[If you enjoy this, you may also wish to try Hook, the Robin Williams film, which features a similar plot of a middle-aged man rediscovering his enthusiasm for life while revisiting a part of his childhood.]

[ Internet Movie Database entry for this film ] | [ official Christopher Robin web site ]

Recommended by Scott C.
Bennett Martin Public Library

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Friday, December 14, 2018

Review: The Bacon Lover's Cookbook by Christina Dymock

The Bacon Lover’s Cookbook
by Christina Dymock [641.636 Dym] 

I’ll have to admit it — second only to smoked BBQ, there’s probably no food I enjoy the taste of more than a good, smoky, crisp piece of thick-cut bacon. When I saw this cookbook on the “new books” display, I couldn’t pass it up! Author Dymock has compiled a collection of 50 bacon-centered recipes, in the following categories: Breakfast, Lunch, Dinner, Sides, and Sweets. But first, she starts with several pages in which she discusses the various ways in which bacon can be cook, from frying, broiling and baking, to microwaving and grilling.

Each and every recipe is accompanied by at least one photo, illustrating the cooking process or the finished dish. There’s a lot of really simple, obvious, recipes — things that duplicate popular restaurant offerings like “Egg McMuffins”. The recipes I found to be more interesting, though, were for dishes that seemed a little more…unique. “Applesauce Bacon Dippers” are batter coated bacon slices cooked like a pancake, and ready to be dipped in applesauce or maple syrup. “Bacon Bruschettas” look like a marvelous variation on the popular appetizer. “Giant Cobb Sandwich” reimagines the classic salad as it would appear between bread slices. “Bacon Loaf” is a twist on meatloaf, using ground turkey and turkey bacon. “Bacon Wrapped Shrimp” is a variation on the classic favorite. “Mom’s Baked Beans” is made far more baconier. But it is in the “sweets” category, that Dymock really caught my attention — “Bacon Candy”, “Just Bacon Cookies”, “Bacon and Caramel-Dipped Apples”, “Bacon Brownies”, “Easy Bacon Caramels”, “Bacon Trifle”. Honestly, she had me at “Bacon S’Mores”.

One other thing I enjoy about The Bacon Lover’s Cookbook is that the author scatters little chunks of bacon trivia and knowledge throughout the content, as “Bacon Bits”. I learned quite a bit about the history of this delicious dish just browsing these nuggets of info. I really appreciated the photos in this book. The only reason it doesn’t get a higher score is the limited scope of only 50 recipes. Otherwise, a fun culinary read.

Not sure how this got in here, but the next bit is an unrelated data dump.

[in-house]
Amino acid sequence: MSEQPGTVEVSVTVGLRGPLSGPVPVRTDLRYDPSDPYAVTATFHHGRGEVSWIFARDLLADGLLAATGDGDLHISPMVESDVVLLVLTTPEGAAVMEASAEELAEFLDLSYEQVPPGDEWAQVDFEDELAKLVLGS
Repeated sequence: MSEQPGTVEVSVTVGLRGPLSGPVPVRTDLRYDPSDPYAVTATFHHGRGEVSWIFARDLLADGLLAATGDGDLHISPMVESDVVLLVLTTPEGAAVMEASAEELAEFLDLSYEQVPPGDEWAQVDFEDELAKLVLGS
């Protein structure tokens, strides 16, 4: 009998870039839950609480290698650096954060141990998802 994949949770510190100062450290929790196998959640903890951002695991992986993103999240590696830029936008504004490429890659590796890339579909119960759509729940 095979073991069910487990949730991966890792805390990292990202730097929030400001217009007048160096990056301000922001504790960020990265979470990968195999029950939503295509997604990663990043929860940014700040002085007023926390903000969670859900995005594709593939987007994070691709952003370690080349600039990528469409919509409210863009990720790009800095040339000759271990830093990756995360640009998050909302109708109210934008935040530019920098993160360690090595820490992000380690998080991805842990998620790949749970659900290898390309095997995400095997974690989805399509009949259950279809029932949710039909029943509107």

[If you enjoy this, you may also wish to try Bacon Nation: 125 Irresistible Recipes, by Peter Kaminsky, or Bacon 24/7: Recipes for Curing, Smoking and Eating, by Theresa Gillam.] [ Christina Dymock‘s Blog ]

Recommended by Scott C.
Bennett Martin Public Library

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Thursday, December 13, 2018

Review: The Hate U Give by Angie Thomas

The Hate U Give
by Angie Thomas [YA Fic Thomas] 

Starr Carter is torn between two worlds and struggles with having separate identities in each. When she witnesses a horrific event she must decide who she really is and where she stands. Well-written, heartbreaking and timely, this book will appeal to teens and adults alike. Read it before you see it!

[If you enjoy this, you may also wish to try All-American Boys, by Jason Reynolds and Brendan Kiely, or Monday’s Not Coming, by Tiffany Jackson.]

[ publisher’s official The Hate U Give web page ] | [ official Angie Thomas web site ]

Recommended by Jen J.
Bennett Martin Public Library

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New reviews appear every month on the Staff Recommendations page of the BookGuide website. You can visit that page to see them all, or watch them appear here in the BookGuide blog individually over the course of the entire month. Click the tag for the reviewer's name to see more of this reviewers recommendations!

Wednesday, December 12, 2018

Review: Nemesis by Agatha Christie

Nemesis
by Agatha Christie